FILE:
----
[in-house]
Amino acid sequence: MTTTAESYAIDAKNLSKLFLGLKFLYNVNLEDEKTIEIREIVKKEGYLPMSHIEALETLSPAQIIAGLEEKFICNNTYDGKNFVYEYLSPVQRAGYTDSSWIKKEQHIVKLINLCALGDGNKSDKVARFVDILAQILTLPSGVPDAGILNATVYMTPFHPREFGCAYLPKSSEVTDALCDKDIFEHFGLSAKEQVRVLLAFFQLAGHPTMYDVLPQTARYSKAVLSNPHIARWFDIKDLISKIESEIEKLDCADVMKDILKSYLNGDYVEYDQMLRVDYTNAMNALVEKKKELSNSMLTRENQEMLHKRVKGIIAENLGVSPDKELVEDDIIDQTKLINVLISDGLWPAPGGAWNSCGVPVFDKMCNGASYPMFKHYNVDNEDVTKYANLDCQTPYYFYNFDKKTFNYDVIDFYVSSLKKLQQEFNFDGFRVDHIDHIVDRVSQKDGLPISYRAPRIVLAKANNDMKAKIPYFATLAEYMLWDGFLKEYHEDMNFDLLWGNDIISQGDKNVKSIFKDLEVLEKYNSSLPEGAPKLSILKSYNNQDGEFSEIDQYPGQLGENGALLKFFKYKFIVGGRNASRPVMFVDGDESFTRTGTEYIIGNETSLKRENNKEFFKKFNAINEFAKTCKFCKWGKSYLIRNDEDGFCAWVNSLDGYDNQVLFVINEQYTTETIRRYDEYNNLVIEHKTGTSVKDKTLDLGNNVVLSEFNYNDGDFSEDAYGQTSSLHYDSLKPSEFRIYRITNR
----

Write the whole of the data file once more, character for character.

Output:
[in-house]
Amino acid sequence: MTTTAESYAIDAKNLSKLFLGLKFLYNVNLEDEKTIEIREIVKKEGYLPMSHIEALETLSPAQIIAGLEEKFICNNTYDGKNFVYEYLSPVQRAGYTDSSWIKKEQHIVKLINLCALGDGNKSDKVARFVDILAQILTLPSGVPDAGILNATVYMTPFHPREFGCAYLPKSSEVTDALCDKDIFEHFGLSAKEQVRVLLAFFQLAGHPTMYDVLPQTARYSKAVLSNPHIARWFDIKDLISKIESEIEKLDCADVMKDILKSYLNGDYVEYDQMLRVDYTNAMNALVEKKKELSNSMLTRENQEMLHKRVKGIIAENLGVSPDKELVEDDIIDQTKLINVLISDGLWPAPGGAWNSCGVPVFDKMCNGASYPMFKHYNVDNEDVTKYANLDCQTPYYFYNFDKKTFNYDVIDFYVSSLKKLQQEFNFDGFRVDHIDHIVDRVSQKDGLPISYRAPRIVLAKANNDMKAKIPYFATLAEYMLWDGFLKEYHEDMNFDLLWGNDIISQGDKNVKSIFKDLEVLEKYNSSLPEGAPKLSILKSYNNQDGEFSEIDQYPGQLGENGALLKFFKYKFIVGGRNASRPVMFVDGDESFTRTGTEYIIGNETSLKRENNKEFFKKFNAINEFAKTCKFCKWGKSYLIRNDEDGFCAWVNSLDGYDNQVLFVINEQYTTETIRRYDEYNNLVIEHKTGTSVKDKTLDLGNNVVLSEFNYNDGDFSEDAYGQTSSLHYDSLKPSEFRIYRITNR